What remains now is what the bishops and primates will do once they return home -- the price tag for this conference and a false sense of Communion. I believe the cost will be dear, and it is not good. TEC's bishops have inbibled the Lambeth Kool-Aide with the tea and biscuits.

We can ignore the split issue. That is a done deal, nothing this conference could have done would satisfy the biblical literalists who chose emotion rather than exegesis. They want power not Communion. They are gone. The only person who truly does not realise this is Rowan Williams.

As an Episcopalian, I am concerned that the majority of our bishops will choose the more conservative way forward – no honest gay bishops will received consent and a “with all deliberate speed” move toward blessing legal same-gender marriages. I hope you all understand the "all deliberate speed" reference. Google it if you don't.

I was dismayed to hear a report that some of our bishops are apologizing for Robinson’s consecration. According to a very reliable soruce (known to me personally) The Rt. Rev’d. Barry Beisner (Northern California) a thrice-married openly heterosexual serial polygamist was apologizing for TEC’s actions. Beisner evidently feels his adultery is completely acceptable and is willing to call Robinson’s consecration wrong. Well, he has radical bishops of years past to thank for his consent. Had bishops over the past 30 years not questioned the literal interpretation of Jesus’ teaching on divorce, Beisner would be an obscure cleric in some out of way mission. I will gladly give +Beisner a space to refute the information here, if he so desires.

I’m concerned that my bishop, the Rt. Rev’d. Mary Grey-Reeves, will deeply disappoint us. Her pastoral letter on same-gender blessings was not pastoral. She has called for a time of waiting. Waiting for what? The bigots to agree to bless loving relationship? That is not going to happen – their train left the station.

Then there is the bishop of San Diego, the Rt. Rev’d. James Mathes. He’s been a man true to his conviction heretofore [that means he has been very supportive of the GLBT community], but he’s going to back off from what he believes to be right. Read his letter to the diocese from Lambeth and tell me what you think it means. [After I wrote this article Episcopal Life published this.]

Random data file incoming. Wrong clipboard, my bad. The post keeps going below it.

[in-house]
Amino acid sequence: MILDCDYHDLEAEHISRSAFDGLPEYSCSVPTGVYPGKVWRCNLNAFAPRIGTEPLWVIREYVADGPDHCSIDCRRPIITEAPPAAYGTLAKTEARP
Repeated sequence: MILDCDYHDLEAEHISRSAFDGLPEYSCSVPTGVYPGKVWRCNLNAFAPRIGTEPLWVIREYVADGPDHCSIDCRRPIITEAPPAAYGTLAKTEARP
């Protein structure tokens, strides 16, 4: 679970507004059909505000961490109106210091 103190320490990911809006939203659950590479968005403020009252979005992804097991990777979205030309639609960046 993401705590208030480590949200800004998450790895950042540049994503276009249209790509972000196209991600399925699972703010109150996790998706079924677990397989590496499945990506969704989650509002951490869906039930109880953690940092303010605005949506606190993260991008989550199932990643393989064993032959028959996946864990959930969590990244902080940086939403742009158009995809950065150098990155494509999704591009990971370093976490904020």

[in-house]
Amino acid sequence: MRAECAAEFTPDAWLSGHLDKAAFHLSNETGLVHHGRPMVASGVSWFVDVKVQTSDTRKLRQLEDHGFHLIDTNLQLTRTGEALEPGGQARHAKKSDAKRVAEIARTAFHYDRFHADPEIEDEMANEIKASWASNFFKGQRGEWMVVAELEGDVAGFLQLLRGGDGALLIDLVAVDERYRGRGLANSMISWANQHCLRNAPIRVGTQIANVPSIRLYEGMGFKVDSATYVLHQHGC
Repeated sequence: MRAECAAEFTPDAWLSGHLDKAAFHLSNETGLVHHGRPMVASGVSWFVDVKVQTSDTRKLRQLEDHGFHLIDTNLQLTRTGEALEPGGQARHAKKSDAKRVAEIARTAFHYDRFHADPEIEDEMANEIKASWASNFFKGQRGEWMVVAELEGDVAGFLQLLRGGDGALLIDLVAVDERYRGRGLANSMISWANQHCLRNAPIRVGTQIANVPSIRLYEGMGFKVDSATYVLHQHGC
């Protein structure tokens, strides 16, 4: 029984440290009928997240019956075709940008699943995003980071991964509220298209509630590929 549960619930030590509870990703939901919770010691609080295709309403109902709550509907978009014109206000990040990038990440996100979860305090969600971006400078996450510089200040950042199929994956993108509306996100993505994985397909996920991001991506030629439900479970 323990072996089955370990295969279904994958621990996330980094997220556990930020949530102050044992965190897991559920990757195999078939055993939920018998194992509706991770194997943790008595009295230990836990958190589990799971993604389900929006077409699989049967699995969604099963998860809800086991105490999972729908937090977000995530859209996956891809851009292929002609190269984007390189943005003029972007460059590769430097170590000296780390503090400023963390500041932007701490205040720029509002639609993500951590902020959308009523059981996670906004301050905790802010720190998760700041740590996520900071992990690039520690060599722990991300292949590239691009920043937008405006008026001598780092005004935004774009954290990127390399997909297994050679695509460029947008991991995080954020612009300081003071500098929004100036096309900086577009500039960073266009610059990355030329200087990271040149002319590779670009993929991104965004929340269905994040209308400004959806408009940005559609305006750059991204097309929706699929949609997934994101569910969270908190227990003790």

I do not see justice flowing down like rivers (Amos 5.24) for the GLBT members of our church. That's wrong. Dr. King Jr said "Injustice anywhere is a threat to justice everywhere." Fortunately, we have general convention just months away. That is when the rubber will meet the road. This time the deputies are not going to be manipulated and duped. The Genie Robinson is out of the bottle and it is never going back in again.

The bishops can, and for the foreseeable future will, withhold consent to any qualified gay/lesbian who is out and partnered/married. The bishops will drag their feet about marital blessings for all members of the church and forbid clergy to officiate at GLB weddings but continue to officiate for hetrosexual weddings (most of whom are, according the bible, foricators). Bishops will find "other reasons" to nix qualified candidates from holy orders because of orientation.

And all of this because of fear. FDR told us all we need to know about fear – “We have nothing to fear but fear itself.” As a whole, the college of bishops doesn’t seem to understand that. They can't seem to remember that Jesus goes before us: "Go tell the disciples -- and Peter -- that I go before them into [the unknown]. (Mk 16)

The Communion still stands for better, for worse, in sickness and in health. The question is whom will it forsake?

I hope I’m wrong, but I’m sorry to say, I don’t think I am. What do you think?

While you're thinking, go over and read a great wee "play" at Padre Mickey's Dance Party. You'll be glad you did.

UPDATE: Go read the Scotsman; you'll be glad you did. It's nice to know TEC received its first bishop from the hands of the Scottish Episcopal Church.